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CISF staff gets training to tackle unruly fliers at Mumbai airport

The 10-day training has been organised by the Mumbai International Airport Limited

mumbai Updated: Mar 31, 2018 13:44 IST
Neha LM Tripathi
Neha LM Tripathi
Hindustan Times
CISF,Mumbai Airport,Maharashtra
Airport security staff face at least three unruly passengers every hour.(HT FILE/PHOTO FOR REPRESENTATION ONLY)

The Chhatrapati Shivaji International Airport witnesses passenger traffic of around 1,50,000 fliers daily. Out of which, nearly 10 to 15% passengers either misbehave or enter into a scuffle with the security staff.

To tackle unruly fliers, airport operator Mumbai International Airport Limited (MIAL) organised a 10-day workshop for Central Industrial Security Force (CISF), which is responsible for the airport’s security.

The first phase of the training, which began on March 19, aims at improving the airport’s global and national ratings for passenger service and convenience.

CISF organises a mandatory training for its security personnel, of which two days are reserved for soft skills training. This is for the first time the airport operator has organised a training session for the security staff.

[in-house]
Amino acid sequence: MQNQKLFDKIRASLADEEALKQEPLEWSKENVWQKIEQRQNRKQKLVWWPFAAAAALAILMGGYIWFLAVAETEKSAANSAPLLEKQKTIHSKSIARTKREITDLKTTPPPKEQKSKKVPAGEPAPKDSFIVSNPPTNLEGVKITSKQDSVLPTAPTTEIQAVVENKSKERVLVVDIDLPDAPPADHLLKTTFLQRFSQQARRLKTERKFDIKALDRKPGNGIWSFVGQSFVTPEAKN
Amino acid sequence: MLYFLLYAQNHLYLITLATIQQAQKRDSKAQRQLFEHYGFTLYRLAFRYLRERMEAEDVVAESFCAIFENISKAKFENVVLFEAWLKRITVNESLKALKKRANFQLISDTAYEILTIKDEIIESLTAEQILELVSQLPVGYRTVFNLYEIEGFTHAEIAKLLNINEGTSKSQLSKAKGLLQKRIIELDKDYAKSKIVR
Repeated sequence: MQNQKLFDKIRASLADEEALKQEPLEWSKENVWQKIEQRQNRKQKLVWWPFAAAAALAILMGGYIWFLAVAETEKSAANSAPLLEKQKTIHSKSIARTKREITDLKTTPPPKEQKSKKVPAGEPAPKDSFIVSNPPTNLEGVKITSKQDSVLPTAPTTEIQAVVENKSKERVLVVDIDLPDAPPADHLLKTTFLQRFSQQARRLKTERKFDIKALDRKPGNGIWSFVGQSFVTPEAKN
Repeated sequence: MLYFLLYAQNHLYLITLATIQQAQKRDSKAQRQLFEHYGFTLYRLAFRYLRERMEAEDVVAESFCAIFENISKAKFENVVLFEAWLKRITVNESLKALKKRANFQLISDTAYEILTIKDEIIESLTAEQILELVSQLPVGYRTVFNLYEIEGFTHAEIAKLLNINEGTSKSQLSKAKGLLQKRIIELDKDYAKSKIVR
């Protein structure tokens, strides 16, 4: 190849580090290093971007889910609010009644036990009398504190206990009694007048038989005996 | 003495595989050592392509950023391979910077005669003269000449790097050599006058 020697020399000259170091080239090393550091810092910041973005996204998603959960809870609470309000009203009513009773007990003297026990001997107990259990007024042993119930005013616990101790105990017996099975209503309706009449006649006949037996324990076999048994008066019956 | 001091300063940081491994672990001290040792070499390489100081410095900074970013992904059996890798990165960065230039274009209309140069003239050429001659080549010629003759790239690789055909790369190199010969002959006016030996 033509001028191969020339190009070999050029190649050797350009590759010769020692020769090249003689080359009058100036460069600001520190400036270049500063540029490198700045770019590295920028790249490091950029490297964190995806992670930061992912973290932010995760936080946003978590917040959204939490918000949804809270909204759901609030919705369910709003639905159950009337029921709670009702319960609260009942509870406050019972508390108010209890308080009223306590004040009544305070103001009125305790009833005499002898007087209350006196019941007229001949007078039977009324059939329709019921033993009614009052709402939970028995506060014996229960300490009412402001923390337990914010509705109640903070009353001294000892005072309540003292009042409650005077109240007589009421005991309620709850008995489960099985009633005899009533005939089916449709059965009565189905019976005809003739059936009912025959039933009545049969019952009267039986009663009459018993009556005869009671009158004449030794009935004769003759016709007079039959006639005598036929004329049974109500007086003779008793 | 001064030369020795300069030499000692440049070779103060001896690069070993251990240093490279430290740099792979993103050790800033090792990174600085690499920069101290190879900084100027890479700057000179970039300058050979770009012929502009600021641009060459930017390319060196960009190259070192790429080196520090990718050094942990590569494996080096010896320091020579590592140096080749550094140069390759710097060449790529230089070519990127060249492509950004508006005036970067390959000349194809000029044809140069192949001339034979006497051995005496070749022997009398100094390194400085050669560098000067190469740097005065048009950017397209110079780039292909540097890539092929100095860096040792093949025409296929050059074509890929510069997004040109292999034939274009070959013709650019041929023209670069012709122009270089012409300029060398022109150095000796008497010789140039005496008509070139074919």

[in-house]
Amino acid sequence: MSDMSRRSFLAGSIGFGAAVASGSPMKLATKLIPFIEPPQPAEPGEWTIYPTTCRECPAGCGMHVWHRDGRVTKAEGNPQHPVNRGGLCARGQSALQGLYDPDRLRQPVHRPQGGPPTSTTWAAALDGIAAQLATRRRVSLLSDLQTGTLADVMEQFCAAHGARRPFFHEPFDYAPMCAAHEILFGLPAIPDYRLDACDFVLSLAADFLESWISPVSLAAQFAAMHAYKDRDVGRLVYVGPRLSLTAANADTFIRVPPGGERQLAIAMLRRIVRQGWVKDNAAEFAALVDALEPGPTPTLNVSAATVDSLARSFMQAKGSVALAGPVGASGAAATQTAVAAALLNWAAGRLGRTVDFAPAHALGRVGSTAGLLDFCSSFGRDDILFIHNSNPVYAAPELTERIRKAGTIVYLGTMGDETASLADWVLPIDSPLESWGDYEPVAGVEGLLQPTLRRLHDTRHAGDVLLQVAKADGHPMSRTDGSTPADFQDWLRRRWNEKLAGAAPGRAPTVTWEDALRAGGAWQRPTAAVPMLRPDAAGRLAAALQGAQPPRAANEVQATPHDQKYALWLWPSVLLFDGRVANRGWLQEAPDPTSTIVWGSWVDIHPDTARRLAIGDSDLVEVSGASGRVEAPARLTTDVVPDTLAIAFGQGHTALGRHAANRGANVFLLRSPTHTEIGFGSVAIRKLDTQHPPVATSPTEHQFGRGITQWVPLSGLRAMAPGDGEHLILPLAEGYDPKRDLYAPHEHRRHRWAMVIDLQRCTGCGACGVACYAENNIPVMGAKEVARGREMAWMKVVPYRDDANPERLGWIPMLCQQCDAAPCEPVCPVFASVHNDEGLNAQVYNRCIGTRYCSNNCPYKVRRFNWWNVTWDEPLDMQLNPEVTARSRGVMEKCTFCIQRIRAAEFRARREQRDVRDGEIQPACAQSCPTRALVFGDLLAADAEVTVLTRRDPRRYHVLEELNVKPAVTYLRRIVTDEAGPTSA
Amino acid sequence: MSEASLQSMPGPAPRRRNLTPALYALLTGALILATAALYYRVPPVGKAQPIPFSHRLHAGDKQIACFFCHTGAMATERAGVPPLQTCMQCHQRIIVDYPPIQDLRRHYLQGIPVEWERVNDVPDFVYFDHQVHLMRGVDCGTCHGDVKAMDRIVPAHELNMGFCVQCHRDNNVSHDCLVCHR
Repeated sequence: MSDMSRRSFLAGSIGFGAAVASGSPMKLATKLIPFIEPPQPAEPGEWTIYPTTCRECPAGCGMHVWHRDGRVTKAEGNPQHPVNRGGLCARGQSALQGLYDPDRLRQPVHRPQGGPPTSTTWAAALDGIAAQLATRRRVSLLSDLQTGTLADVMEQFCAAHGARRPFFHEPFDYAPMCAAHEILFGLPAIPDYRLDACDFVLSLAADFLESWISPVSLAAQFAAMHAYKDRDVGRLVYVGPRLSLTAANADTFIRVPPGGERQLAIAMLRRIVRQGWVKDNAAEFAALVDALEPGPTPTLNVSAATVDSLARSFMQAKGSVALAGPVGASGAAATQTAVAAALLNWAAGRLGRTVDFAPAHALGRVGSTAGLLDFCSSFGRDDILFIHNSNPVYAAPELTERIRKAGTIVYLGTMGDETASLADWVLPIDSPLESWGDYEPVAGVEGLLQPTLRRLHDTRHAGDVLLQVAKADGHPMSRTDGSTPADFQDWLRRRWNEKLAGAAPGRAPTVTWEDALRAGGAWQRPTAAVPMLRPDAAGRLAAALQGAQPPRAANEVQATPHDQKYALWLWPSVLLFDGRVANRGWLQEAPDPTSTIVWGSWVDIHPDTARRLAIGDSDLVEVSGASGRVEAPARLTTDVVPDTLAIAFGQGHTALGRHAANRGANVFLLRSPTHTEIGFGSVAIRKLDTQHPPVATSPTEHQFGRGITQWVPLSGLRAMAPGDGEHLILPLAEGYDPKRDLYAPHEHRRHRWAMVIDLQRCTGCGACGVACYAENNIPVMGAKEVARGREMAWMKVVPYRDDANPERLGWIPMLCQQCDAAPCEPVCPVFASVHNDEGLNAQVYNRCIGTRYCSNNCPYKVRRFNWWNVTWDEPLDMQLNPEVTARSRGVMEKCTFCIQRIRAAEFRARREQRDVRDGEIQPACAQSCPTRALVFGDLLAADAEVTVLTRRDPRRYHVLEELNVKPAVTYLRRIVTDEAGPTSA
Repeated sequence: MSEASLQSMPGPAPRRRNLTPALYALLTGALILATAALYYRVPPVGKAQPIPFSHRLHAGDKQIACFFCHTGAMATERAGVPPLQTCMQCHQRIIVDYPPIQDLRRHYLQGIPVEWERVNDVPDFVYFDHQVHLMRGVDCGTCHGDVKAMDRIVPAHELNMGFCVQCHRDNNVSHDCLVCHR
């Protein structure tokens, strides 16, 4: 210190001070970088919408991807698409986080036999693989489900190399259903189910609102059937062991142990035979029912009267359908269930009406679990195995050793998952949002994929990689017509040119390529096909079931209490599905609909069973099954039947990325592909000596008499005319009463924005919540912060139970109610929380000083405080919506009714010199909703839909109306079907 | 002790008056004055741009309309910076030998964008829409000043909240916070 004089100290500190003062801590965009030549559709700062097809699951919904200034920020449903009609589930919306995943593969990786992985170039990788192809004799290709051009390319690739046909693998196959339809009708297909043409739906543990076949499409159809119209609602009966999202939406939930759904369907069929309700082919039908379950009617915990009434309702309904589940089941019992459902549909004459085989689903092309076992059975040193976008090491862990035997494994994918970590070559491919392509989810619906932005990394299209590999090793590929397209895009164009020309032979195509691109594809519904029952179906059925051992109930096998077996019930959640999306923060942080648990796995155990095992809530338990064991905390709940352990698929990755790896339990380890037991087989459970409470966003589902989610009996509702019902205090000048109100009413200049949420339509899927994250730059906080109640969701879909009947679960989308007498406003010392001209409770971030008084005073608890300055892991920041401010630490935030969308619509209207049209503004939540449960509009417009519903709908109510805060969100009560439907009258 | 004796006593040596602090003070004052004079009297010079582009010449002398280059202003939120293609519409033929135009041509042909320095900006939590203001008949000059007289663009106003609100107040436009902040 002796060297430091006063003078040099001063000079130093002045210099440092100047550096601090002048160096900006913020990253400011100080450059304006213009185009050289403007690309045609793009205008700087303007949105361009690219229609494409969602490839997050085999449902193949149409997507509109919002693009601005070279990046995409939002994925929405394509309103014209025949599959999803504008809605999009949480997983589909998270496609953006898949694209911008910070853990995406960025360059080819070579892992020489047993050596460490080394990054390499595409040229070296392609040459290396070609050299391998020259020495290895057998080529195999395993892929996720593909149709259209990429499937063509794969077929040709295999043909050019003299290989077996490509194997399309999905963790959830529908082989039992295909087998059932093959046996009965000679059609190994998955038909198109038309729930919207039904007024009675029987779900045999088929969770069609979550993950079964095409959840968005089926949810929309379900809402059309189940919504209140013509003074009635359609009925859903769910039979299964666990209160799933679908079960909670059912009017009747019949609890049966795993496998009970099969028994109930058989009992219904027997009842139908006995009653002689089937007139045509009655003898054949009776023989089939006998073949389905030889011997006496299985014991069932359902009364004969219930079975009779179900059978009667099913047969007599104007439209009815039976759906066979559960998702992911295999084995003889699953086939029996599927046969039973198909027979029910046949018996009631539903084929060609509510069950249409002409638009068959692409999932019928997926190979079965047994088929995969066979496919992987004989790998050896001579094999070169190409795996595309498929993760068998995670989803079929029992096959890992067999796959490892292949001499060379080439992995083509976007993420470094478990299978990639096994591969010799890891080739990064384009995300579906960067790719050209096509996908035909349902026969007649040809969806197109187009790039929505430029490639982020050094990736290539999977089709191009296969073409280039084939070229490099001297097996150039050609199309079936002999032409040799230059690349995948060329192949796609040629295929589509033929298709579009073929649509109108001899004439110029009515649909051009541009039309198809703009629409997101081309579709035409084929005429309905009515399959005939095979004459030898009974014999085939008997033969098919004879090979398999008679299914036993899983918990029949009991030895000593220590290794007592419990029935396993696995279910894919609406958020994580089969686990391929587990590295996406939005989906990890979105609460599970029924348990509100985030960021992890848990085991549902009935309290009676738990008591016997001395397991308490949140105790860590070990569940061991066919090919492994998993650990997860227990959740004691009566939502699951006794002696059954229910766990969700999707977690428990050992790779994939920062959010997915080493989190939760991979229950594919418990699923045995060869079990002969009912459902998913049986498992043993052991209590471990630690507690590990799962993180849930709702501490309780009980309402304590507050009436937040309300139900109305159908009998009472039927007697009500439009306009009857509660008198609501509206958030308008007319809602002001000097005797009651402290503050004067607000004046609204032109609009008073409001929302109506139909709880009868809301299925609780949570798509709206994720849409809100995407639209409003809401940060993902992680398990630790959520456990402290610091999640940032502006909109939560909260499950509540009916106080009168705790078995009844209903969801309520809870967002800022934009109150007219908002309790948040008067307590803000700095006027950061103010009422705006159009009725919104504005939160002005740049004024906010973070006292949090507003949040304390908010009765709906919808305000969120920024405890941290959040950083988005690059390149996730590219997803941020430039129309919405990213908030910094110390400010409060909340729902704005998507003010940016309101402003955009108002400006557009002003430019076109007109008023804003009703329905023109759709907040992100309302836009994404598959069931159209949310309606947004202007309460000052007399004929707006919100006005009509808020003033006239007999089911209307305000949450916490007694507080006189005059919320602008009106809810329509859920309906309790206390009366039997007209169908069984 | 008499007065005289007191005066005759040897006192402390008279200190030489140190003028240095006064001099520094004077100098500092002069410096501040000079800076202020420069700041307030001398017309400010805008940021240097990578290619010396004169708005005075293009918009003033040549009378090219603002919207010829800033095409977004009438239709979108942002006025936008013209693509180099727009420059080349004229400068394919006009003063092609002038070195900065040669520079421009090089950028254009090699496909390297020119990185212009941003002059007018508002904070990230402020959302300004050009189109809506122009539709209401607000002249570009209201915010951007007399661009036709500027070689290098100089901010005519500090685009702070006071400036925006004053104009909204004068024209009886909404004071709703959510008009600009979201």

“By training our staff in ways to effectively deal with passengers using their soft skills, we aim to upgrade ourselves towards passenger facilitation,” KN Tripathy, deputy inspector general, CISF, International Airport.

CISF said passengers get into tiff with their staff, with respect to following security instructions or paper work.

The purpose of this training is to prevent such tiffs from turning into scuffles.

An MIAL spokesperson said, “MIAL recognises the significant role CISF plays in creating overall positive airport experience. Hence, this training initiative aims at moving the most important pax touch point from good to great.”

Shreya Shukla, a member of the security staff who attended the training, said: “We face major issues while handling passengers at airports. While some create issues when asked to show an original identity proof rather than a photocopy, some others question if they are asked to open their baggage as part of random checks.”

Asha Moun, a Mumbai-based CISF staff who is posted in the airport terminal building, added: “We have 12-hour duty and experience rude and problematic passengers every hour. On an average, there are around three problematic women passengers to deal with. Passengers question us and also get aggressive if we ask them to remove a prohibitory item they are carrying. Also, they object if we ask them to open their baggage for random checks.”

“Many passengers seem to have less knowledge of the dos and don'ts while flying, which is one of the major reasons why we see a high numbers of such disputes,” a senior CISF official added.

First Published: Mar 31, 2018 13:44 IST